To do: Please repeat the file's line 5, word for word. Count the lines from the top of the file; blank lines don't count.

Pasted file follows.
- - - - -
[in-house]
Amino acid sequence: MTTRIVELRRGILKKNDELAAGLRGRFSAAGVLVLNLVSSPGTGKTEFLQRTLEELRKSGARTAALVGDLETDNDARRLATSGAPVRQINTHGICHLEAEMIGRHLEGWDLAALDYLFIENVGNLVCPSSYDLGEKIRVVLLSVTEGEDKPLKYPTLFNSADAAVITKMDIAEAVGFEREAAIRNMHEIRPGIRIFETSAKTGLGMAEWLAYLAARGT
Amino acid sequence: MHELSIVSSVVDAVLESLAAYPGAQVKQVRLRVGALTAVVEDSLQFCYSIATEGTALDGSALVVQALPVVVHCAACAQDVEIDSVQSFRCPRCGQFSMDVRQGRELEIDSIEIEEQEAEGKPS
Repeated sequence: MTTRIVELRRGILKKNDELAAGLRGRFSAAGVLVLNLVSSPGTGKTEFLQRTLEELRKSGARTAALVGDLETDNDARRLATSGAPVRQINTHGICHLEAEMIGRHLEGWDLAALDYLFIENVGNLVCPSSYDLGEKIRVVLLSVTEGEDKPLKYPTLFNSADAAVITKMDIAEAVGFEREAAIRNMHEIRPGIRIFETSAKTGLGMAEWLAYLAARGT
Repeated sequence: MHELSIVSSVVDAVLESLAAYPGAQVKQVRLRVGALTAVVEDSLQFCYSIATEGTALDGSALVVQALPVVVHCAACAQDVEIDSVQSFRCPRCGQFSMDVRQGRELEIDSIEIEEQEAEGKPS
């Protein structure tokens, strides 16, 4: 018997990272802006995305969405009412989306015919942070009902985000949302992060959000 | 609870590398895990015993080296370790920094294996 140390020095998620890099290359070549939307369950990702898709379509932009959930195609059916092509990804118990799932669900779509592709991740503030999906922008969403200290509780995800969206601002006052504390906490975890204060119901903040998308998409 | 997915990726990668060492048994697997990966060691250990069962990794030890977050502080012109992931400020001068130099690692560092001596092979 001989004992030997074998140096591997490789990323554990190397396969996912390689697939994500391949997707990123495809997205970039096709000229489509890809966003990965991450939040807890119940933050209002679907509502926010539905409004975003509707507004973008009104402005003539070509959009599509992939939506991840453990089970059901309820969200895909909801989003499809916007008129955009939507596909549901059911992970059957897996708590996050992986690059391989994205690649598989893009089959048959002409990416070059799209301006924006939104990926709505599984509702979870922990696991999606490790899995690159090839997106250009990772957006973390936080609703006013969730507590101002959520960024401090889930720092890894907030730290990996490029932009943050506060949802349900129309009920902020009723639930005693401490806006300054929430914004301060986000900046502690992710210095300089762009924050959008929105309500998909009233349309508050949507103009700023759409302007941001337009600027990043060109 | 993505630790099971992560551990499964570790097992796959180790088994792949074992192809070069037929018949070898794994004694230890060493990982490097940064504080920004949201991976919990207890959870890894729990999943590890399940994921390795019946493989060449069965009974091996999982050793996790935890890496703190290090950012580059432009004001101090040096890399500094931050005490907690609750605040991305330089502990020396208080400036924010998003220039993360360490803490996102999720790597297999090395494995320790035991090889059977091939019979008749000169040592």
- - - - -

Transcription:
Repeated sequence: MHELSIVSSVVDAVLESLAAYPGAQVKQVRLRVGALTAVVEDSLQFCYSIATEGTALDGSALVVQALPVVVHCAACAQDVEIDSVQSFRCPRCGQFSMDVRQGRELEIDSIEIEEQEAEGKPS